One of the oldest names in building networking is linking up with one of the newest names in management.
Echelon, which has been selling power line networking equipment and other building management tools, said it will integrate the SeriousEnergy Manager from Serious Materials into some of its offerings and resell Serious' software-as-a-service through its regular channels.
Serious got its start in green building materials but last year moved into building management tools with the acquisition of Valence Energy, which spun out of Santa Clara University. Serious says its service can trim power bills in commercial buildings by 20 percent or more. The tool primarily analyzes building energy consumption, but Serious hopes to add automation, as well.
Like others in this space, expect Serious to link its software tool to demand response/demand management services and add light control to the mix. Right now, the tool mostly ferrets out inefficiencies with air conditioning. Echelon, along with building controls, has tools for controlling streetlights. None dare call it conspiracy.
--Whirlpool has agreed to adopt technology from Tendril so that its smart appliances will connect to home energy management systems and demand response services. Do appliances need to be smart? Some, like Vinod Khosla, say no. If you can reduce power consumption in appliances enough, there's not much left for active networking and HANs to accomplish. Swapping gas pilot lights for electronic ignition reduced home power consumption in California by nearly ten percent, some have said.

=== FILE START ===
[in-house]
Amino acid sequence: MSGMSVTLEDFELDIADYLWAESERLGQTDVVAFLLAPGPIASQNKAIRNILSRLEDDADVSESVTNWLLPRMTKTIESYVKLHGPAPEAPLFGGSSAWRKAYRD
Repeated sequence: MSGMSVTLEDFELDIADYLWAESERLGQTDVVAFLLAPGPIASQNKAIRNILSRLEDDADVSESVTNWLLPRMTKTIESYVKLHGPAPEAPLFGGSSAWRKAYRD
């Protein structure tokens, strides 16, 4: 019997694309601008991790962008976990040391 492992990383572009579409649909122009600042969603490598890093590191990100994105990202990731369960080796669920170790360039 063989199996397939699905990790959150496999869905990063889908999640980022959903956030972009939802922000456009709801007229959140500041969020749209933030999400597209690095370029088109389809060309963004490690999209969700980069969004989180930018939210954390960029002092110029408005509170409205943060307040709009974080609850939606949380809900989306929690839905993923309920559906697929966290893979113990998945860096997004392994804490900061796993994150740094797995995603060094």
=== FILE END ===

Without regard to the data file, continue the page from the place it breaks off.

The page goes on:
On the other hand, networking makes it easier to shift certain tasks -- such as defrosting and high-heat drying -- to off-peak times. If networking is cheap enough, why not?
“This will forever change how consumers interact with their appliances and how they conserve energy in their homes," said Adrian Tuck, CEO of Tendril, in a prepared statement.
A new relationship with your Toast-R-Oven awaits you. Expect to hear more at Distributech.
--TRW Automotive holdings has agreed to explore opportunities for the variable transmission coined by Fallbrook Technologies. Fallbrook raised $39 million toward the end of last year. It also filed preliminary papers for an IPO.
--Italy's MX Solar announced it has started running modules out of its New Jersey factory. The factory can currently crank out 65 megawatts of modules per year and will expand to 130 megawatts by August. New Jersey is the second largest solar market in the U.S. -- the state apparently offered a bevy of tax incentives to lure MX, but who isn't these days? Whether clean can revive manufacturing in the U.S. is a lively, active debate.
--Finally, Cisco teamed up with Ecotality on car charging. Ecotality's Blink charger will link to Cisco's home energy manager. Like a few other car charging companies, Ecotality hopes to get consumers to sign up for subscription services. The company, however, seems to be taking a more realistic approach than many others. See more here.